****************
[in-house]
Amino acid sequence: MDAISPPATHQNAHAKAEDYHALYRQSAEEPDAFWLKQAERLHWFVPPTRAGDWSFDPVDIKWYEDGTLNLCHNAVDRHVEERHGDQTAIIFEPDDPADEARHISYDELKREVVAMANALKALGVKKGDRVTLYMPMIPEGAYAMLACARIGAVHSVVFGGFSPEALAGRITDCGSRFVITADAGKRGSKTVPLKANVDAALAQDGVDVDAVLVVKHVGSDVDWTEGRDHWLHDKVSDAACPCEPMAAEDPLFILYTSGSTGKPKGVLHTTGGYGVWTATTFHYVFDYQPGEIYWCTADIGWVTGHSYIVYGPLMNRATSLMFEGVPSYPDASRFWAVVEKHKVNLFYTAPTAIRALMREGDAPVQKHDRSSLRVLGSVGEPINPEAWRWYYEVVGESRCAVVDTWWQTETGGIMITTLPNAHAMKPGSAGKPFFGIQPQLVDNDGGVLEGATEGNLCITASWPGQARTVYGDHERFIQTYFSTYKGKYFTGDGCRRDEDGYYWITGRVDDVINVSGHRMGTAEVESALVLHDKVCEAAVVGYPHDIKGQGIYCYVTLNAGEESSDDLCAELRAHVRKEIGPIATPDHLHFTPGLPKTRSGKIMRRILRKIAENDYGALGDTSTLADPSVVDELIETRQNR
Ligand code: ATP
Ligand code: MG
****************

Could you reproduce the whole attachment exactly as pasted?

[in-house]
Amino acid sequence: MDAISPPATHQNAHAKAEDYHALYRQSAEEPDAFWLKQAERLHWFVPPTRAGDWSFDPVDIKWYEDGTLNLCHNAVDRHVEERHGDQTAIIFEPDDPADEARHISYDELKREVVAMANALKALGVKKGDRVTLYMPMIPEGAYAMLACARIGAVHSVVFGGFSPEALAGRITDCGSRFVITADAGKRGSKTVPLKANVDAALAQDGVDVDAVLVVKHVGSDVDWTEGRDHWLHDKVSDAACPCEPMAAEDPLFILYTSGSTGKPKGVLHTTGGYGVWTATTFHYVFDYQPGEIYWCTADIGWVTGHSYIVYGPLMNRATSLMFEGVPSYPDASRFWAVVEKHKVNLFYTAPTAIRALMREGDAPVQKHDRSSLRVLGSVGEPINPEAWRWYYEVVGESRCAVVDTWWQTETGGIMITTLPNAHAMKPGSAGKPFFGIQPQLVDNDGGVLEGATEGNLCITASWPGQARTVYGDHERFIQTYFSTYKGKYFTGDGCRRDEDGYYWITGRVDDVINVSGHRMGTAEVESALVLHDKVCEAAVVGYPHDIKGQGIYCYVTLNAGEESSDDLCAELRAHVRKEIGPIATPDHLHFTPGLPKTRSGKIMRRILRKIAENDYGALGDTSTLADPSVVDELIETRQNR
Ligand code: ATP
Ligand code: MG